How Sleeping Better Can Help Your Brain | Boost Brain Health

By
Yara Mersi
October 26, 2021

Along with air, water, and food, sleep is at the top of the list of human necessities. While sleeping better at night will leave you feeling refreshed, invigorated, and ready to take on the day.

The results of sleep deprivation can be devastating to not only the body but the brain. When you don't get enough sleep, you may feel fatigued, confused or like you're in a fog. It affects your energy level as well as your mental and social functions.

Nowadays, sleep deprivation is common. Many of us feel like there are fewer hours in the day than are needed to complete our daily tasks and this results in extended periods of being awake and less sleep for us.

While some people like to believe that they've trained themselves to function on less sleep, it is a false belief.

Better natural sleep is needed to refresh the brain so it continues to work at optimal functionality.

After periods of reduced sleep, a person's behavior can change.

The ability to process language hinges on proper sleep patterns.

Sleep-deprived people are less capable of understanding speech patterns and may have difficulty recognizing words or speaking.

Although even severely sleep-deprived people are able to verbally communicate, activity is greatly reduced when neurons in the brain have not been properly regenerated during a night of restful sleep.

Throughout the night, you will continuously move from one stage or type of sleep to another in cycles.

There are six phases of sleep:

Stage one:

Awake. You can expect to be awake for short periods of time during the night although you probably won't remember most of them.

Stage two:

You will sleep lightly or drift in and out of sleep. You'll awaken easily and your muscles will begin to slow down and relax.

Stage three:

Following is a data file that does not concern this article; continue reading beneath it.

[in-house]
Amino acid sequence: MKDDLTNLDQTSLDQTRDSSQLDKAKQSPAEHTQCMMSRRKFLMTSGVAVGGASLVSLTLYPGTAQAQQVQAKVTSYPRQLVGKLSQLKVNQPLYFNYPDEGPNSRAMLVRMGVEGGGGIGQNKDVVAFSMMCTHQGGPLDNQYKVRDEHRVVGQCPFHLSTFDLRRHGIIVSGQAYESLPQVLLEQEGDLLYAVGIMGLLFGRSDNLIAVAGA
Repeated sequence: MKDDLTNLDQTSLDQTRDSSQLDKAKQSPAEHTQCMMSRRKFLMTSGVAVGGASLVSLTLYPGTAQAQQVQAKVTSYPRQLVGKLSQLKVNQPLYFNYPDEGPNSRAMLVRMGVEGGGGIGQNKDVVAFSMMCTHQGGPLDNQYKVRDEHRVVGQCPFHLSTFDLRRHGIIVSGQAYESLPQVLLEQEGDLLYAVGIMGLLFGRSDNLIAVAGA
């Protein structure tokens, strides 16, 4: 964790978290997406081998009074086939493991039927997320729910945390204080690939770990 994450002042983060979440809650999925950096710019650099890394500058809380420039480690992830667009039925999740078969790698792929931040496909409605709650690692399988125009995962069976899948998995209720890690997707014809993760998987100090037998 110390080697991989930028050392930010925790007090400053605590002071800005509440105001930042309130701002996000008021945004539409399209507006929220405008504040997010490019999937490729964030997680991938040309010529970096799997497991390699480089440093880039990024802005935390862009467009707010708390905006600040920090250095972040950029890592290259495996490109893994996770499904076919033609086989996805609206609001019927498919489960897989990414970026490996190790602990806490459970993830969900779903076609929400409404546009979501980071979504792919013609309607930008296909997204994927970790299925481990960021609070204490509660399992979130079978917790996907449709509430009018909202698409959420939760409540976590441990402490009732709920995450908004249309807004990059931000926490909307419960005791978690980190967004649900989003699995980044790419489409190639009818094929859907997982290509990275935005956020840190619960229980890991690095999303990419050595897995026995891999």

With your muscles finally relaxed, your brain waves will slow. You will spend about half your sleep in this phase.

Stage four:

This is where deep sleep sets in. Brain wave patterns slow and your breathing becomes rhythmic. At this point, your body will be repairing itself by releasing hormones.

Rapid eye movement (REM). In REM sleep, your muscles will completely stop moving and your breathing and heart rate will become rapid and irregular. Your blood pressure will fluctuate and your eyes will move rapidly.

Your brain waves will also show a pattern similar to being awake. Dreaming takes place during this time and if you are awaked during REM sleep you may recall your dreams.

For most of us, a night or two of poor or no sleep isn't that bad as long as you return to a normal sleep schedule within a few days.

One good night of naturally better sleep after a few poor ones can get you back on track and caught up.

Sleep debt or chronic loss of sleep can lead to serious consequences.

Even small nightly sleep loss can affect your normal daily functioning at this point.

You are more likely to have accidents, poor performance, and loss of memory and ability to concentrate. Long-term sleep loss can affect both your physical and mental health.

Napping is built into your body's biological clock.

Typically you'll feel the urge to doze off between 1 pm and 4 pm as your body loses important brain power after the lunch hour and a slight drop in your body temperature.

Although you may be able to nap and receive a boost in your ability to function, if you're not getting enough sleep at night, a nap may not help.

The best bet for keeping your brain functioning at a highly active level is to get a good night's rest of at least eight consecutive hours. Set a nightly schedule to help your body settle down and relax. This may help you drift off sooner and remain asleep.

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Yara Mersi
Blogger at Anabolic Aliens